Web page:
Title Loan vs. Secured Loan

Quick Answer

Although they sound similar, secured personal loans and title loans are very different. Auto title loans use your vehicle as collateral on short-term loans with ultra-high interest rates and no credit check requirement. Secured personal loans typically have longer loan terms, lower rates and rely in part on your credit and income for loan approval.

A young couple sits at their home dining table with a laptop an calculator, reviewing their loan options.

A little collateral can go a long way toward helping you qualify for a loan or secure a better interest rate, particularly when your credit score is less than stellar. Two alternatives when you need cash and want to use collateral are title loans and secured personal loans.

On the surface, these two options may seem similar, but there are important differences between title loans and secured personal loans that you should know about before you borrow. Here's a quick breakdown on secured loans versus title loans.

What Is a Secured Loan?

A secured loan uses your property as collateral. If you default on a secured loan, you may forfeit the collateral you've pledged so the lender can sell it and use the proceeds to pay off your loan. Common examples of secured loans are mortgages, home equity loans and car loans.

Secured Personal Loans

Personal loans may also be secured by collateral. A personal loan lets you borrow a lump sum and repay it with interest in fixed monthly installments. A secured personal loan may help you qualify for a loan you otherwise wouldn't be approved for or get a lower interest rate. This is especially true if your credit score is on the lower end of the spectrum.

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Most personal loans are unsecured, but some banks, credit unions and other lenders may offer secured personal loans that use your assets as collateral. Here are a few examples of (and variations on) secured personal loans:

  • Share-secured loans: Sometimes known as passbook loans, these loans use your savings account (including CDs or money markets) to secure a personal loan. Share-secured loans are available from banks, credit unions and some online lenders.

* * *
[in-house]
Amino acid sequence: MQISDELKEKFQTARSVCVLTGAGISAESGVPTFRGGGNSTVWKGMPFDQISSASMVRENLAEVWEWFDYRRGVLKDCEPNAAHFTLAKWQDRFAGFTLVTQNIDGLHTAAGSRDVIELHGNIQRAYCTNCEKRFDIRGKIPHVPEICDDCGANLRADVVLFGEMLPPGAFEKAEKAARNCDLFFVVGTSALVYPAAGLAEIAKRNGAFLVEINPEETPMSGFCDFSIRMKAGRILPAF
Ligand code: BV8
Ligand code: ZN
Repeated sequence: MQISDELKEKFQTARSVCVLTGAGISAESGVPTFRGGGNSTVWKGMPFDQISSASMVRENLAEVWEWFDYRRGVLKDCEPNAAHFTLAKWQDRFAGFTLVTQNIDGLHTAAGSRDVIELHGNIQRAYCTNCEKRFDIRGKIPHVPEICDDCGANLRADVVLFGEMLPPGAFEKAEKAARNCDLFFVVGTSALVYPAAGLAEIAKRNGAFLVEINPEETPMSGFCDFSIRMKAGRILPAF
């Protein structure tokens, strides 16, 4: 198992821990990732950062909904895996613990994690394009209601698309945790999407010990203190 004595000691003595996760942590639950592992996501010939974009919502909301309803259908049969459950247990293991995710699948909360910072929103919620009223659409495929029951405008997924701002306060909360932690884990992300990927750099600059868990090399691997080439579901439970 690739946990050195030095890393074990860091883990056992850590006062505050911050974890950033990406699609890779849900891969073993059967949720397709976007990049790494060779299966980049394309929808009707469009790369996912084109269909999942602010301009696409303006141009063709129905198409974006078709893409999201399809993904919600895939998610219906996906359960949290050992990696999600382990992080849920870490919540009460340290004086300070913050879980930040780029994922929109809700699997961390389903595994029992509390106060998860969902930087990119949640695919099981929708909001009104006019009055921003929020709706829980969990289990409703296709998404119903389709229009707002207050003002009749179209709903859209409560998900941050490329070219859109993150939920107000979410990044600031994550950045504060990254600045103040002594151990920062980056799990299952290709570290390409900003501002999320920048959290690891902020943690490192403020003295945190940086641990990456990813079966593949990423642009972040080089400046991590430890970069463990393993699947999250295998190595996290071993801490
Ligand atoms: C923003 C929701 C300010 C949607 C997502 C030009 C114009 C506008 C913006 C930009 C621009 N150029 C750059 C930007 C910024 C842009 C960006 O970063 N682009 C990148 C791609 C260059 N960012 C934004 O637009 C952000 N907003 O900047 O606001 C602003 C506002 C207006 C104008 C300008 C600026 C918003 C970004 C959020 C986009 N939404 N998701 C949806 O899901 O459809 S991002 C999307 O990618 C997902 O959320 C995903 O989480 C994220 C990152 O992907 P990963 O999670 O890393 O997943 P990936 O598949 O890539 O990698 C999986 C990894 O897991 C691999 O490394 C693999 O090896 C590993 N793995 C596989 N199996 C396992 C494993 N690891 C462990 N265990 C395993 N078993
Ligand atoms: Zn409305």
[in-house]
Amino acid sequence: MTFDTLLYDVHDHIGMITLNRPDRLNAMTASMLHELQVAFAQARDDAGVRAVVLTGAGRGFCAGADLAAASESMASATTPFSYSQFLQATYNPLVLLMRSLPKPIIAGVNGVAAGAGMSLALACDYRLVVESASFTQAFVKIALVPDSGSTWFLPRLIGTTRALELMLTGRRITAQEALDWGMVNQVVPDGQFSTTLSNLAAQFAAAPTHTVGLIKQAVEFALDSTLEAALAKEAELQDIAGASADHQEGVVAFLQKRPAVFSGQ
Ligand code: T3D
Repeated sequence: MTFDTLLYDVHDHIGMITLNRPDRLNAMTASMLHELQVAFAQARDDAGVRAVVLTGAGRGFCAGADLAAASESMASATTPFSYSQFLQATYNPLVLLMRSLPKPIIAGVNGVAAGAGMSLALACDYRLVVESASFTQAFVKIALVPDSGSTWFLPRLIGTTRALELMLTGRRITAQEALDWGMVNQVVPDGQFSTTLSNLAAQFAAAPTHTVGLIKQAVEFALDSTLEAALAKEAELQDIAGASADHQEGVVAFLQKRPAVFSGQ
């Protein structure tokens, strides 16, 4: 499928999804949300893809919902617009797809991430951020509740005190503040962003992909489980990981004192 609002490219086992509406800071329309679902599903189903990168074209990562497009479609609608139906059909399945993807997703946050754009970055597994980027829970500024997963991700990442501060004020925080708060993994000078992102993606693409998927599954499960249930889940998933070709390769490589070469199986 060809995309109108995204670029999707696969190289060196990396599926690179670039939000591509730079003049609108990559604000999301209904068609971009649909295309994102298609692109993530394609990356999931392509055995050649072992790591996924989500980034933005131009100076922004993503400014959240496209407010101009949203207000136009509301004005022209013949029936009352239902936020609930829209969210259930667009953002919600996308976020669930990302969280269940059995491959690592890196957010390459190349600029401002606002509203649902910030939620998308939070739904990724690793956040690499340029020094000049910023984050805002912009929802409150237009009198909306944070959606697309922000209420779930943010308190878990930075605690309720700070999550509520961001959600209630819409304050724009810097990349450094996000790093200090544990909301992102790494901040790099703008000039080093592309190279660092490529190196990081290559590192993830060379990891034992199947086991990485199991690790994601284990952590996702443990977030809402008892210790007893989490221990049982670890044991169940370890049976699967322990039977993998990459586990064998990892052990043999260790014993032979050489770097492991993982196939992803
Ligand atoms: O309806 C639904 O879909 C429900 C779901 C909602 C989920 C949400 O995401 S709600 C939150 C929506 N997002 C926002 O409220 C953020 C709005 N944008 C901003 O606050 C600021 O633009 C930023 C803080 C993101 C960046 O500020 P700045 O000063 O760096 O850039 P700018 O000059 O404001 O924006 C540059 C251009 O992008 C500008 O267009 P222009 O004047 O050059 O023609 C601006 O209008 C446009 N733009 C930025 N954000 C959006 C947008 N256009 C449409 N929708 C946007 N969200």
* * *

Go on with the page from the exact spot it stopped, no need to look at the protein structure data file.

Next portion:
• Securities-backed credit: If you have substantial investment assets, you may be able to access a securities-backed line of credit from your bank or brokerage firm.
  • 401(k) loan: Although this arrangement is different from a conventional secured personal loan, a 401(k) loan lets you borrow money from your employer-based retirement savings.
  • Cash value life insurance: You may be able to borrow against the cash value of a whole life or universal life insurance policy.

The collateral you can use to secure a loan is typically a high-end personal asset, such as antiques, collectibles, precious metals, art or jewelry.

What Is a Title Loan?

A title loan typically uses your car or other vehicle as collateral to secure a short-term, high-interest loan. Auto title loans are aimed at people who might have difficulty passing a credit check. According to the Federal Trade Commission, car title loans share common features that are uncommon in traditional lending:

  • Loans have very short terms, often coming due in 15 to 30 days.
  • Loans generally top out at 25% to 50% of your vehicle's value.
  • Interest rates are sky high: You may pay 25% of the loan amount in fees on a one-month loan—equivalent to an annual interest of 300%.
  • You may need to own your vehicle free and clear.
  • You may be required to install a GPS device on your vehicle so the lender can track it down and repossess it if you default on your loan.
  • Loans may automatically roll over if you don't pay the full amount due. A rollover will cost you a second round of interest plus fees.